On Fri, Jun 21, 2013 at 4:04 PM, Robert Hansen <firstname.lastname@example.org> wrote:
> > On Jun 21, 2013, at 3:48 PM, kirby urner <email@example.com> wrote: > > This one is somewhat visual, a couple mistakes on the > sound track: > > https://www.youtube.com/watch?v=jb1VMGrxPWg > > This is more algebraic and well presented. Better than > a chalkboard. > > https://www.youtube.com/watch?v=fwuj4yzoX1o > > > > While the intent is sincere neither of these help to explain how they > work. Mathematics isn't a set of magic tricks. > > Bob Hansen >
I agree, neither is sufficiently transparent.
There's an added glitch, in English at least, that bites in the first video: the difference between "dividing evenly" and "dividing an even number of times". To a teacher it may be obvious there are two meanings here: "without remainder" and "a multiple of two times" respectively, but a student watching the demo may be confused as to how three of something "evenly divides".
I'd build up to it slowly with more "brick layer" stories, having longer and shorter bricks and wanting to come to a common edge. Dividing without remainder is satisfying anyway. In modulo arithmetic it's your zero, nothing left.
GCD(p, q) == 1 means p and q have no factors in common which means p/q and q/p are in lowest terms if perhaps "improper" (a top-heavy fraction is supposed to simplify to N + r/s if q/p > 1).
GCD(q, p) == 1 also means p and q are "strangers" and/or "relatively prime". That's useful terminology.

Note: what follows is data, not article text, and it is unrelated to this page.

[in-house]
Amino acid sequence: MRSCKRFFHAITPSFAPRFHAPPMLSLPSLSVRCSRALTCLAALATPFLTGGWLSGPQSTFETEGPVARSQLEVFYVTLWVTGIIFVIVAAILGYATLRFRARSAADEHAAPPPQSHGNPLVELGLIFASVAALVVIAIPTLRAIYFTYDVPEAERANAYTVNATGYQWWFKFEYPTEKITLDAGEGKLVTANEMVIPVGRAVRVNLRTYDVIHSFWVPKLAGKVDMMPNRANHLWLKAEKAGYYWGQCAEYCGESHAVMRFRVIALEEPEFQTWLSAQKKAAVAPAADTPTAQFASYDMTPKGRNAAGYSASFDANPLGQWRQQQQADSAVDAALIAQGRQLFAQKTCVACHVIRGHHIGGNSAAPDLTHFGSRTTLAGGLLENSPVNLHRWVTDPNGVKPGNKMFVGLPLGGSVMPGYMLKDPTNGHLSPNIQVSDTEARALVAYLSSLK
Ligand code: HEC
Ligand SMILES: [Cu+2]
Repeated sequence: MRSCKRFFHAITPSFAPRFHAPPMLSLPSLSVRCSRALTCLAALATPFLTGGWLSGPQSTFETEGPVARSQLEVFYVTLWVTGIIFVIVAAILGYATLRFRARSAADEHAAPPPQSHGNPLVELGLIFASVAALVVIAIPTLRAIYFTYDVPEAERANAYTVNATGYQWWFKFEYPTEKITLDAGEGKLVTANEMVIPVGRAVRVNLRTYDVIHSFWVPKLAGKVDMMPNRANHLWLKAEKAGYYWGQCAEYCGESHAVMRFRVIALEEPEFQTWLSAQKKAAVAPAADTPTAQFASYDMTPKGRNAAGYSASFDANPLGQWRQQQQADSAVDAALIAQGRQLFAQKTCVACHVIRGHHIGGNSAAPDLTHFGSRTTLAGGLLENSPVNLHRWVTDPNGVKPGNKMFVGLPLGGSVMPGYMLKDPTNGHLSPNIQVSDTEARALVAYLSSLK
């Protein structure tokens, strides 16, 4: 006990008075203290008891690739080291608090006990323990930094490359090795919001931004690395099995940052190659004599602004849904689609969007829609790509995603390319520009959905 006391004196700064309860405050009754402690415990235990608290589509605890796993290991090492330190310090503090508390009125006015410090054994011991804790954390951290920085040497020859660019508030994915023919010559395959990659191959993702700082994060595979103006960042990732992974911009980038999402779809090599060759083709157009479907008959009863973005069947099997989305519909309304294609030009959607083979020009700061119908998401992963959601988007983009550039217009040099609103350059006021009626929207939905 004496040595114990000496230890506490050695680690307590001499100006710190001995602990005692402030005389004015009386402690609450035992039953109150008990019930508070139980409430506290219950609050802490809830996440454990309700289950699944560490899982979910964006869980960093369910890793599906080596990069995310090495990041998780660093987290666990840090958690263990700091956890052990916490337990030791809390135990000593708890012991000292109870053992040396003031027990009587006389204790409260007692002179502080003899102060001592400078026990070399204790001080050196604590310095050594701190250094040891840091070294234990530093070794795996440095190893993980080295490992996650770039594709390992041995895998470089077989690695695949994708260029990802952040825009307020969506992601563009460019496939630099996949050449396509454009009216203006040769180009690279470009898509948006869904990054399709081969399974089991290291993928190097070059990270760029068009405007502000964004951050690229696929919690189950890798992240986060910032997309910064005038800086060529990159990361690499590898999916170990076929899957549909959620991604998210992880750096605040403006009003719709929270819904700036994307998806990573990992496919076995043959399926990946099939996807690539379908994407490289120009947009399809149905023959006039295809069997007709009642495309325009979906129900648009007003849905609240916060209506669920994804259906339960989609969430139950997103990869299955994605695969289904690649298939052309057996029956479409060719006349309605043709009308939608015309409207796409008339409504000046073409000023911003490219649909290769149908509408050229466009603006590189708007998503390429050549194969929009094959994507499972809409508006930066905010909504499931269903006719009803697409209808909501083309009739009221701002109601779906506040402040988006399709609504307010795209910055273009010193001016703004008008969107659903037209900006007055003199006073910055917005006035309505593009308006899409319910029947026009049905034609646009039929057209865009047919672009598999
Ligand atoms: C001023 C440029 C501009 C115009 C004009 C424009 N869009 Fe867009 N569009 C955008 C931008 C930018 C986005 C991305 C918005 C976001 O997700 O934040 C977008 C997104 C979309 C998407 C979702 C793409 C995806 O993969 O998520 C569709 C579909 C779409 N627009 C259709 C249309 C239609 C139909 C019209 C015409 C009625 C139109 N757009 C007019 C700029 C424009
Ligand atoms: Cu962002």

Then I may define all the positive numbers less than N as the totatives of N. This becomes so expressive in the Python notation where you can just say:
>>> def totatives(N): return [T for T in range(1, N) if GCD(T, N) == 1 ]
>>> def totient(N): return len(totatives(N))
in other words, I can write a one-line function that immediately gets me a list of the totatives of a number. This presumes GCD(a, b) is already implemented, which is where' Euclid's Method comes in.
The games you can play with Totatives to demonstrate group properties of Closure, Associativity, Inverse and Neutral (identity element) are quite fun on computer and yet the 1900s curriculum said "you must prove your metal by traversing Calculus Mountain before we let you rest by these clear pools of Group Theory."
Asset (b) below is a breath of fresh air because it takes us to RSA (a cryptography algorithm) as a goal, as something to understand, versus a lot of calculus. Students have a mountain to climb that's more digital, less analog.
(a) Divided Spheres (STEM primer, geometric, Popko) (b) Digital Mathematics (STEM textbook, Litvin & Litvin) (c) King of Infinite Space (a bio, Siobhan)
Does this mean I'm against teaching calculus? No.
Does it mean I think there's room for more tracks in the high school years besides just "vocational" (not college) and "college prep" (precalc / calc) -- yes of course I do.
But the states are not taking this agenda seriously and instead are going with Common Core State Standards as their PR to the voters.
Do I think all the states should stop what they're doing and defer to me? No.
Do I think we have excellent ways of competing with mediocre state designs, using shared (sometimes copyleft) curricula that are better and more relevant by orders of magnitude? That's obvious.